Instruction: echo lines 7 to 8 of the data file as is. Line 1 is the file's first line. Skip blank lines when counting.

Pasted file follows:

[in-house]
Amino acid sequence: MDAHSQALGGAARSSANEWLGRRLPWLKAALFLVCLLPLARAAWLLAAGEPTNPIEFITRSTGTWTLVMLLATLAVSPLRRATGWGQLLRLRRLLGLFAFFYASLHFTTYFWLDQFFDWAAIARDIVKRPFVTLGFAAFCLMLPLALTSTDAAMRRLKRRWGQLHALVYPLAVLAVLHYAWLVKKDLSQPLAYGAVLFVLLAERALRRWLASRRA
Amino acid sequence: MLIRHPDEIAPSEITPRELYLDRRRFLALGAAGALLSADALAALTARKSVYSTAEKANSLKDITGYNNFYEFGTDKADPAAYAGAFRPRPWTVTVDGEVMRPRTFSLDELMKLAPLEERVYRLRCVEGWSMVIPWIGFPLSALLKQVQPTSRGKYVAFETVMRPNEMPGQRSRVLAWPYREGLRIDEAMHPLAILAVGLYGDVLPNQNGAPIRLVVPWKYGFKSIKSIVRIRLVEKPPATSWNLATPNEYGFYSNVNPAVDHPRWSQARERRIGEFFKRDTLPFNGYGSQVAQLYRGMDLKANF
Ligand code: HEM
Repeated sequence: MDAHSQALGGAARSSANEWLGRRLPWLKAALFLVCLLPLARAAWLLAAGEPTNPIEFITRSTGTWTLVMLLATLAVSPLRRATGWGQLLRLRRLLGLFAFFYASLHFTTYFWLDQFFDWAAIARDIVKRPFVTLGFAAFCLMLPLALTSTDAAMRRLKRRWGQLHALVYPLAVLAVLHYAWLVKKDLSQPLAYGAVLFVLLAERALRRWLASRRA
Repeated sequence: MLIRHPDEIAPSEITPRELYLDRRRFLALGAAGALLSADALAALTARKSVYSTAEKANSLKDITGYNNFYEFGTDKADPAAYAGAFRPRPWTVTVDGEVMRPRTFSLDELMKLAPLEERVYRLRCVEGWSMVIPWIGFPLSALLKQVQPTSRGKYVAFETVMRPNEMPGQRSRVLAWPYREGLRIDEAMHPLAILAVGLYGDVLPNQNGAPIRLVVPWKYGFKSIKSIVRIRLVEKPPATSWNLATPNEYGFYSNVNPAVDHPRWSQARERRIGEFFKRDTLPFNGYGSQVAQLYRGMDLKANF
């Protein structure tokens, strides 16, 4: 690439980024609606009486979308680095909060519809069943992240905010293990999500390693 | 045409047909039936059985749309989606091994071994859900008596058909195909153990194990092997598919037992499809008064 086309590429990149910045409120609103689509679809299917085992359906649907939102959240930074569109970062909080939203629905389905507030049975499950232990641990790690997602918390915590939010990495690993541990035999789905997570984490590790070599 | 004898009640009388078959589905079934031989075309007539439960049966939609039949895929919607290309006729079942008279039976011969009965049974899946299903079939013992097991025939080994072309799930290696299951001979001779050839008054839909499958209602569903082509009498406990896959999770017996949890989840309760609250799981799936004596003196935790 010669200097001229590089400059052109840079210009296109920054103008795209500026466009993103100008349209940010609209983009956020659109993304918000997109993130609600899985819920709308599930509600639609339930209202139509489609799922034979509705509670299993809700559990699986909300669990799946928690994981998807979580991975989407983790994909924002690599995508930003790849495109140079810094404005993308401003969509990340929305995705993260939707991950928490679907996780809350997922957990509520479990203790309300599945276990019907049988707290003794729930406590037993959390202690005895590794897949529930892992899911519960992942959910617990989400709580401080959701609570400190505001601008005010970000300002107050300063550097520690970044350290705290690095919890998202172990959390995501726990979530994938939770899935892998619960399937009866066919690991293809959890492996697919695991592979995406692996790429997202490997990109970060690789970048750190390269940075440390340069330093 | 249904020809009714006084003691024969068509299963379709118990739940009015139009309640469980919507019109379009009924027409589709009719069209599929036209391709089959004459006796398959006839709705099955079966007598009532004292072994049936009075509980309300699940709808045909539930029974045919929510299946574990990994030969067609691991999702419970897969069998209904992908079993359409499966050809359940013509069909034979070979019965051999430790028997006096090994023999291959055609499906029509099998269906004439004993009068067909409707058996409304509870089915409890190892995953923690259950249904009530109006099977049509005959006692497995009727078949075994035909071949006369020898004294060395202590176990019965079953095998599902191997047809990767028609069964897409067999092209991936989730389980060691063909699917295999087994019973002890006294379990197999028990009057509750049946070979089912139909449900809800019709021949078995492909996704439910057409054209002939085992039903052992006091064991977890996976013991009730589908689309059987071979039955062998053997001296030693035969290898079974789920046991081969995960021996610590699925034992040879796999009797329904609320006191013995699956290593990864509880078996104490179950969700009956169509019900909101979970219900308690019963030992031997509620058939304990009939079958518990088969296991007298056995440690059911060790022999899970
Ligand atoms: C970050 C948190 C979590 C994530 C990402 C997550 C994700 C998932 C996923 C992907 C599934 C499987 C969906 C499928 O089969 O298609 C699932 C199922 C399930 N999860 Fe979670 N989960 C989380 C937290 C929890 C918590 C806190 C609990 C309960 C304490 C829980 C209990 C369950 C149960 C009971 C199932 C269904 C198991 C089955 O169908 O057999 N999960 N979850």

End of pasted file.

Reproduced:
């Protein structure tokens, strides 16, 4: 690439980024609606009486979308680095909060519809069943992240905010293990999500390693 | 045409047909039936059985749309989606091994071994859900008596058909195909153990194990092997598919037992499809008064 086309590429990149910045409120609103689509679809299917085992359906649907939102959240930074569109970062909080939203629905389905507030049975499950232990641990790690997602918390915590939010990495690993541990035999789905997570984490590790070599 | 004898009640009388078959589905079934031989075309007539439960049966939609039949895929919607290309006729079942008279039976011969009965049974899946299903079939013992097991025939080994072309799930290696299951001979001779050839008054839909499958209602569903082509009498406990896959999770017996949890989840309760609250799981799936004596003196935790 010669200097001229590089400059052109840079210009296109920054103008795209500026466009993103100008349209940010609209983009956020659109993304918000997109993130609600899985819920709308599930509600639609339930209202139509489609799922034979509705509670299993809700559990699986909300669990799946928690994981998807979580991975989407983790994909924002690599995508930003790849495109140079810094404005993308401003969509990340929305995705993260939707991950928490679907996780809350997922957990509520479990203790309300599945276990019907049988707290003794729930406590037993959390202690005895590794897949529930892992899911519960992942959910617990989400709580401080959701609570400190505001601008005010970000300002107050300063550097520690970044350290705290690095919890998202172990959390995501726990979530994938939770899935892998619960399937009866066919690991293809959890492996697919695991592979995406692996790429997202490997990109970060690789970048750190390269940075440390340069330093 | 249904020809009714006084003691024969068509299963379709118990739940009015139009309640469980919507019109379009009924027409589709009719069209599929036209391709089959004459006796398959006839709705099955079966007598009532004292072994049936009075509980309300699940709808045909539930029974045919929510299946574990990994030969067609691991999702419970897969069998209904992908079993359409499966050809359940013509069909034979070979019965051999430790028997006096090994023999291959055609499906029509099998269906004439004993009068067909409707058996409304509870089915409890190892995953923690259950249904009530109006099977049509005959006692497995009727078949075994035909071949006369020898004294060395202590176990019965079953095998599902191997047809990767028609069964897409067999092209991936989730389980060691063909699917295999087994019973002890006294379990197999028990009057509750049946070979089912139909449900809800019709021949078995492909996704439910057409054209002939085992039903052992006091064991977890996976013991009730589908689309059987071979039955062998053997001296030693035969290898079974789920046991081969995960021996610590699925034992040879796999009797329904609320006191013995699956290593990864509880078996104490179950969700009956169509019900909101979970219900308690019963030992031997509620058939304990009939079958518990088969296991007298056995440690059911060790022999899970
Ligand atoms: C970050 C948190 C979590 C994530 C990402 C997550 C994700 C998932 C996923 C992907 C599934 C499987 C969906 C499928 O089969 O298609 C699932 C199922 C399930 N999860 Fe979670 N989960 C989380 C937290 C929890 C918590 C806190 C609990 C309960 C304490 C829980 C209990 C369950 C149960 C009971 C199932 C269904 C198991 C089955 O169908 O057999 N999960 N979850």